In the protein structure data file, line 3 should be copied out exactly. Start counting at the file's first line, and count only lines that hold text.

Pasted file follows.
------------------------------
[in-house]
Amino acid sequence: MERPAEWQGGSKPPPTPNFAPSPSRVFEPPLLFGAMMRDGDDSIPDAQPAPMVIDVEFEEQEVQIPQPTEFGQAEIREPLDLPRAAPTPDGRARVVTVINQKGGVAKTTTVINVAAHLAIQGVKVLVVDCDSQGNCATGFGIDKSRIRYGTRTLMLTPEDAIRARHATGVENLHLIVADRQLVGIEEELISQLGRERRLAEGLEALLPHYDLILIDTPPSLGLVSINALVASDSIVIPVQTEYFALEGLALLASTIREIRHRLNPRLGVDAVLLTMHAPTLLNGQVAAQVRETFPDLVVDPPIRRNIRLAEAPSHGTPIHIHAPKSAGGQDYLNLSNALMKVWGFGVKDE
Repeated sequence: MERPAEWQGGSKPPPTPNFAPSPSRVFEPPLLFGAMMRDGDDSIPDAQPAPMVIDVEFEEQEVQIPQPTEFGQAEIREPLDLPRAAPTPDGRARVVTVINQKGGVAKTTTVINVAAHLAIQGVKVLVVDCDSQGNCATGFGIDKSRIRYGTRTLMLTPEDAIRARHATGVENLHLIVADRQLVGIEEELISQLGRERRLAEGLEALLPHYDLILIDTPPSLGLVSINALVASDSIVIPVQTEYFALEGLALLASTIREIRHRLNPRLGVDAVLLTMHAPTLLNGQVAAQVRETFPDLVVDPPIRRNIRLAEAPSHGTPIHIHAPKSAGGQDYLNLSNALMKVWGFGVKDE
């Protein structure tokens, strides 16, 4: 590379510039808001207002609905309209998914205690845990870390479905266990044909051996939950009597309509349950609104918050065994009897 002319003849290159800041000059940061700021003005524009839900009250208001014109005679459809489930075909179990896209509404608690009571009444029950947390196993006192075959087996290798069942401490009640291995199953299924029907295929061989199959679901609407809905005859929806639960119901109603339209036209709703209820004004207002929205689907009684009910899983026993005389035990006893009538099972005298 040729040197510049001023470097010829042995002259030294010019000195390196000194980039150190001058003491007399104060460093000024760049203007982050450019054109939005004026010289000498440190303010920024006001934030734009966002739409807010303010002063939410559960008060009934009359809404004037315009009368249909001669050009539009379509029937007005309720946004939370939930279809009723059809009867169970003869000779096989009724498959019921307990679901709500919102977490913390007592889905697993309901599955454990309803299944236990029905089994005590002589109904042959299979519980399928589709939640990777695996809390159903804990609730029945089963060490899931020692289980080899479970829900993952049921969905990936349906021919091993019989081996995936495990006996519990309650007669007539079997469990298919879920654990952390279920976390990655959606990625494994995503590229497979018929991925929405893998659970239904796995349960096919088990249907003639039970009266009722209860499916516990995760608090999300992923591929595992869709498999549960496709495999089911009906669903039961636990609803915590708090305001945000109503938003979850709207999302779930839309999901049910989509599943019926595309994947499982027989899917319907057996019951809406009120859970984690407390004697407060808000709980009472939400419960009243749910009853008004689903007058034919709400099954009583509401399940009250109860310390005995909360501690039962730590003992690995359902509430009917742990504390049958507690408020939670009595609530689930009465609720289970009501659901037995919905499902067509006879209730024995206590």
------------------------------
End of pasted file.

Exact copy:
Repeated sequence: MERPAEWQGGSKPPPTPNFAPSPSRVFEPPLLFGAMMRDGDDSIPDAQPAPMVIDVEFEEQEVQIPQPTEFGQAEIREPLDLPRAAPTPDGRARVVTVINQKGGVAKTTTVINVAAHLAIQGVKVLVVDCDSQGNCATGFGIDKSRIRYGTRTLMLTPEDAIRARHATGVENLHLIVADRQLVGIEEELISQLGRERRLAEGLEALLPHYDLILIDTPPSLGLVSINALVASDSIVIPVQTEYFALEGLALLASTIREIRHRLNPRLGVDAVLLTMHAPTLLNGQVAAQVRETFPDLVVDPPIRRNIRLAEAPSHGTPIHIHAPKSAGGQDYLNLSNALMKVWGFGVKDE